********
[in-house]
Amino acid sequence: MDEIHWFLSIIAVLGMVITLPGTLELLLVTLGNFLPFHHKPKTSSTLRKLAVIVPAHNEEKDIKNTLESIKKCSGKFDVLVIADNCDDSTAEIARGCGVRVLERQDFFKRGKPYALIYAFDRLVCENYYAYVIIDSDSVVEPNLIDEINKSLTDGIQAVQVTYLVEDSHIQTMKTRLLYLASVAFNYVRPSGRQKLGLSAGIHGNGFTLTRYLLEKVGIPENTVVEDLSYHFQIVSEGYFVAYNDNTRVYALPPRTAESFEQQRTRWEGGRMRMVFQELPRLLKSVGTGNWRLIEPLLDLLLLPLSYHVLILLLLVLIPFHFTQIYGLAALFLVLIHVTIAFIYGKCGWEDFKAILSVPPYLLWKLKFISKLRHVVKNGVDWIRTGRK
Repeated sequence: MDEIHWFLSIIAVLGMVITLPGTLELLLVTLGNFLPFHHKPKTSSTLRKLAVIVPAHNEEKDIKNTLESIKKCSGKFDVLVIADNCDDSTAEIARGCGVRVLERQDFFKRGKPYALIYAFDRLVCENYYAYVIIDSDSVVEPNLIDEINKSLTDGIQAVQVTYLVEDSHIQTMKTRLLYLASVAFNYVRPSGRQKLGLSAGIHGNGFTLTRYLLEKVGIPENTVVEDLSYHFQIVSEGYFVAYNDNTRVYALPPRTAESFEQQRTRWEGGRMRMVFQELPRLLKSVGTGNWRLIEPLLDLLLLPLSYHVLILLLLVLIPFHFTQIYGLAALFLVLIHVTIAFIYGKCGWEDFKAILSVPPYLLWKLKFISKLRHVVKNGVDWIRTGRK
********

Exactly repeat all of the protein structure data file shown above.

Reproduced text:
[in-house]
Amino acid sequence: MDEIHWFLSIIAVLGMVITLPGTLELLLVTLGNFLPFHHKPKTSSTLRKLAVIVPAHNEEKDIKNTLESIKKCSGKFDVLVIADNCDDSTAEIARGCGVRVLERQDFFKRGKPYALIYAFDRLVCENYYAYVIIDSDSVVEPNLIDEINKSLTDGIQAVQVTYLVEDSHIQTMKTRLLYLASVAFNYVRPSGRQKLGLSAGIHGNGFTLTRYLLEKVGIPENTVVEDLSYHFQIVSEGYFVAYNDNTRVYALPPRTAESFEQQRTRWEGGRMRMVFQELPRLLKSVGTGNWRLIEPLLDLLLLPLSYHVLILLLLVLIPFHFTQIYGLAALFLVLIHVTIAFIYGKCGWEDFKAILSVPPYLLWKLKFISKLRHVVKNGVDWIRTGRK
Repeated sequence: MDEIHWFLSIIAVLGMVITLPGTLELLLVTLGNFLPFHHKPKTSSTLRKLAVIVPAHNEEKDIKNTLESIKKCSGKFDVLVIADNCDDSTAEIARGCGVRVLERQDFFKRGKPYALIYAFDRLVCENYYAYVIIDSDSVVEPNLIDEINKSLTDGIQAVQVTYLVEDSHIQTMKTRLLYLASVAFNYVRPSGRQKLGLSAGIHGNGFTLTRYLLEKVGIPENTVVEDLSYHFQIVSEGYFVAYNDNTRVYALPPRTAESFEQQRTRWEGGRMRMVFQELPRLLKSVGTGNWRLIEPLLDLLLLPLSYHVLILLLLVLIPFHFTQIYGLAALFLVLIHVTIAFIYGKCGWEDFKAILSVPPYLLWKLKFISKLRHVVKNGVDWIRTGRK